Baltimore Evening Sun (31 January 1912): 6.


The daily thought from “Also sprach Zarathustra”:

Life is hard to bear! But do not pretend to be so frail! We are all good he-asses and she-asses of burden.

The ideal prescription for a Mahonic-super-Mahonic campaign committee:

Prominent Baltimoreans............................. 30% Ward Heelers.............................................. 60%
Honest Nobodies......................................... 5% Good-Natured Perfumers ........................... 5%

The less you hear about them boomers the more Baltimore seems to be gettin’ along.

Forty secondhand copies of the Old Town notebook, morocco bound, for the name and address of any gentleman, not obviously in his cups, who believes that the Hon. Jake Hook really fears that the merit system would maroon him among scrivening niggeroes.

Twenty-five thousand dollars to put it over—but not a darn cent for typhoid!

Only 59 days more of rumble-bumble and slobber-gobble at Annapolis! Already a smell of spring is in the air!

Betting odds in the downtown anti-homes, as reported by my Peter Prys:

67,756,763,967,291,761,012,007,654,380,182,991,356,544,729,736,649,782,097,761, 351,003,429,777,357,826,937,847,278,277,362,359,001 to 1 that the Board of Awards won’t put nothing over on Bob when the time comes to award them paving contracts. No takers.

And curst be any man who denies that the members of the Legislature of Maryland, one and all, have the underlying honesty of corpses at the morgue and the stupefying sapience of middle-aged serpents. Since January 1, 1720, at 12 o’clock noon, Annapolis has not seen a single grafter or a single jackass! Connoisseurs of purity and of intellect come from Asia, Africa, Europe and Oceania to feast their eyes upon that incomparable sanhedrin.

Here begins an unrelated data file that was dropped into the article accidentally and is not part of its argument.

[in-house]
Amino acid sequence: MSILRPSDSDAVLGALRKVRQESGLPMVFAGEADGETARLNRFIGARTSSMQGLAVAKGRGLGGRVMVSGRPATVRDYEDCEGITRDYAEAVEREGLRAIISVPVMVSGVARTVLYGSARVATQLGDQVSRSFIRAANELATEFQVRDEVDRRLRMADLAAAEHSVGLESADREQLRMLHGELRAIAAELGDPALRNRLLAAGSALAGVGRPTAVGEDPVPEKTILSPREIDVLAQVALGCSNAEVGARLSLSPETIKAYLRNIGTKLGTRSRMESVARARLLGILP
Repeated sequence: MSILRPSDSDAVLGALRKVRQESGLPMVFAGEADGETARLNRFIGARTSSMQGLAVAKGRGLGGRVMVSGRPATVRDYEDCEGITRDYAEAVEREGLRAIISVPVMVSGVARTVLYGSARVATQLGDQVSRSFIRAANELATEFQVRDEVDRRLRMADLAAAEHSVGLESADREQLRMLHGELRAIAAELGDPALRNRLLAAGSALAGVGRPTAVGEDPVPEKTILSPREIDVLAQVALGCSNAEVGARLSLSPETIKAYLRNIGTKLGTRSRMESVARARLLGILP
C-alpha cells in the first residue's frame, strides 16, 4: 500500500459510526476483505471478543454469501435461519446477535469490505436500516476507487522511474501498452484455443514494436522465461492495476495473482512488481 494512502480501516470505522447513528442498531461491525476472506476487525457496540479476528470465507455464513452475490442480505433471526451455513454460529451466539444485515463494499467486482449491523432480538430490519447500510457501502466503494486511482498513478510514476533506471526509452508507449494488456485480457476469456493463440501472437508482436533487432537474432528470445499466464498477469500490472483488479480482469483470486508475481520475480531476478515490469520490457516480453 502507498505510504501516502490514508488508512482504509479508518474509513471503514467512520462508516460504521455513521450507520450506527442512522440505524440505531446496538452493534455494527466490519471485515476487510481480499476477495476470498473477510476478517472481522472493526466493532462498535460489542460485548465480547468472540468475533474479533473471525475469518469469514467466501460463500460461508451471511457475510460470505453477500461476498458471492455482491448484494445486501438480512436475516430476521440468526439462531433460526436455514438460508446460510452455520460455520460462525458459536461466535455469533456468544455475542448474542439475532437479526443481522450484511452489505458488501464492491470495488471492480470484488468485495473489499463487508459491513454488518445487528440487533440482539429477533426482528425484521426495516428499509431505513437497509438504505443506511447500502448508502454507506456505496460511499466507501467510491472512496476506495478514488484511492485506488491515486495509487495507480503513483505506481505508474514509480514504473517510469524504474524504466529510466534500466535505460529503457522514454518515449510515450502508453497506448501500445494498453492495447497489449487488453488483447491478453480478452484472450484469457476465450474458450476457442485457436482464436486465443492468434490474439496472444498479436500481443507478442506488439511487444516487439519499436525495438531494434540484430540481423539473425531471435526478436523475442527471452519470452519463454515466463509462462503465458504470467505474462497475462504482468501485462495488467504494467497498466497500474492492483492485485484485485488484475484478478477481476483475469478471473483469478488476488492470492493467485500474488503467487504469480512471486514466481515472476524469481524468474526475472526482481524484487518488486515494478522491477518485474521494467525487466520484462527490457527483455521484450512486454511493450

Contributions to a thesaurus of American synonyms for taxpayer:

Sucker, Goat, Cow, Bank, Slave, Come on.

Boil your drinking water! Notice the Prominent Baltimoreans on the Ward Heelers’ Boosting Committee! Send your pennies to the League for Medical “Freedom”! Cover your garbage can! Keep the lid of your seldel shut! Swat the fly!

They do say that “Bill” Broening will soon be gettin’ ready to get ready to get ready to try them stuffers.

In today’s Letter Column you will find a vitriolic epistle from an eminent New York rhetorician lately summoned to the aid of the local anti-vivisectionists. This epistle refers to a letter from one of the latter, printed in The Evening Sun of January 20, and denounced by me, as disingenuous and mischievous, in The Evening Sun of January 23. The said letter referred to certain experiments made to test the value of the so-called Calmette test in the diagnosis (not in the cure) of tuberculosis, and quoted a report upon those experiments made by Drs. S. McC. Hamill, H. C. Carpenter and T. A. Cope, three very reputable men. Here is how the report was quoted:

Practically all our patients were under 8 years of age, and all but 26 of them were inmates of St. Vincent’s Home (Philadelphia), an institution with a population of about 400, composed of foundlings, orphans and destitute children. The cases in the home were tested in routine by wards, irrespective of the condition from which they were suffering, and in the great majority of instances without any knowledge of their physical condition prior to or at the time the tests were applied. We purposely deferred the physical examination of these children until after the test had been applied. * * * In addition to the tests designated in the tables, we have applied, the tests to 17 infants ranging in age from 4 weeks to 5 months.